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Netflix ruins another UW-Eau Claire student’s life

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Madeline Fuerstenberg

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The Tator

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This is a satirical article and is not meant to be taken seriously. It does not reflect the opinions of The Spectator or UW-Eau Claire.

Last Thursday Anna Miller, a UW-Eau Claire student, was met with a scene of horror when she arrived at her apartment on Chippewa Street after a long day of classes.

Miller discovered her roommate, Elena Stillman, another UW-Eau Claire sophomore, in the midst of a Netflixcomatosadic episode. This started, Miller said, when Stillman started watching “Stranger Things.”

“She was just sitting there,” Miller said. “She had this dead look in her eyes as she just stared at the TV, and I just knew: She was Netflix’s latest victim.”

Netflixcomatosa is an increasingly common condition caused by the extreme binge-watching of TV and movies on streaming applications like Netflix or HBO.

Symptoms include vacant-looking eyes, extreme lack of motivation, a drop in grades, a decrease in social interaction and an overall disconnection with the real world. In serious cases, victims may even lose touch with reality altogether, becoming permanently trapped in a coma-like state.

Miller said Stillman had always had an unhealthy addiction to Netflix. She would often go on excessive binge-watching sessions of shows like “The Office” and “Shameless.”

These sessions left her in an incapacitated state for hours on end, but never had they left her so debilitated. Stillman’s latest Netflix obsession was the series “Stranger Things.”

“I never expected things to get so serious,” Miller said. “I knew that she was having a hard time focusing on her school work, and she had recently gotten fired from her job, but I thought that maybe she was just partying too much. Turns out, it was her lack of social life that really ruined her. I just can’t get that image out of my head: The bloodshot eyes, the unwashed hair, the crumbs that were still stuck to her face and the drool that was gathering in the corner of her mouth. It was all so horrifying.”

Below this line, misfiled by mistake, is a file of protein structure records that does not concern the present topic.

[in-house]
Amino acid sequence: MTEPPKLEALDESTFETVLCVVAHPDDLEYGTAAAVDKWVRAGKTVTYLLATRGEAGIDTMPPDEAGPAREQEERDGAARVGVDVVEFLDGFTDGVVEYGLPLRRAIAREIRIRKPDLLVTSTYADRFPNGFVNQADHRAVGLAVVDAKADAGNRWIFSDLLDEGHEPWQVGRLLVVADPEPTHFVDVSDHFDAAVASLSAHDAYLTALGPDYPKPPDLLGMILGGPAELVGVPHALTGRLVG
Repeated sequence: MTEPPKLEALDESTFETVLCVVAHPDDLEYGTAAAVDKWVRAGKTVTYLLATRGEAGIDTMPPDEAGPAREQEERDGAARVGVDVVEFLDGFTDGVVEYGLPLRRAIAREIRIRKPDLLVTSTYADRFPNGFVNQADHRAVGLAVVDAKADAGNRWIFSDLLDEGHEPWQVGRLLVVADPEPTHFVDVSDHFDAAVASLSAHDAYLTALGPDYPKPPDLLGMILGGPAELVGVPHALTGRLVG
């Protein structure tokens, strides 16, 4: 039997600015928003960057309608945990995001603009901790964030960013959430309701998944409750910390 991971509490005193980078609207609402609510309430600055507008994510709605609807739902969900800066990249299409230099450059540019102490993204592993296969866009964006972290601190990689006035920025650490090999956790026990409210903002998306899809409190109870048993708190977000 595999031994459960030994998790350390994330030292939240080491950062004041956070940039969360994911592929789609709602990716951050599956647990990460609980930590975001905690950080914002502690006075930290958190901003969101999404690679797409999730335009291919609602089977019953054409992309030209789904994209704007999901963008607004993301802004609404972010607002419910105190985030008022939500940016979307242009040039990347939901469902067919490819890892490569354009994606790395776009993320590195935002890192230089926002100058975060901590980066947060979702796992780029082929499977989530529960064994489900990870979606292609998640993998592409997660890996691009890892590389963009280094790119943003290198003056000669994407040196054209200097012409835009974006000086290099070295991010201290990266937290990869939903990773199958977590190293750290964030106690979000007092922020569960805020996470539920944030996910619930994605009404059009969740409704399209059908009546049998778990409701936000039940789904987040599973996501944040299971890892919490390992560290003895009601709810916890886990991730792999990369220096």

Local medical professional Dr. Robert Herman is the lead physician in Stillman’s case.

“We have noticed an increase in Netflixcomatosa cases over the past few weeks,” Herman said. “Miss Stillman is the 12th UW-Eau Claire student to be diagnosed this month.”

Herman advises all Eau Claire students to limit their screen time when it comes to streaming apps like Netflix.

“Focus on things like school or work every once in a while,” Herman said. “If you begin to feel yourself slipping away, close your computer, turn off the TV and remind yourself that demogorgons aren’t real, the actress who plays Hannah Baker is alive and well, the Scranton branch of Dunder Mifflin is not closing and ‘Orange is the New Black’ will still be there another day.”

Dean of Students Joseph Abhold has expressed concern for Stillman and other students affected by Netflixcomatosa.

“It’s devastating, both for the students and the university,” Abhold said. “We try so hard to bury our students in homework in order to prevent this very situation, but apparently, we’ve failed them all. They still somehow find ways to procrastinate and kill every one of those remaining brain cells.”

Luckily, Netflixcomatosa doesn’t do any long-term harm to students, Herman said.

“They usually recover within a day or two,” Herman said. “We’ve discovered that the most effective treatment for victims of Netflixcomatosa is, believe it or not, a read-aloud of college textbooks. It’s like hearing legitimate, enlightening information just turns their brains right back on. It’s fascinating.”

Doctors believe Stillman will be fully recovered and back in school by the end of the week.

“All she’ll need now is some support from her community and restraints that prevent her from feeding her horrible addiction,” Herman said.

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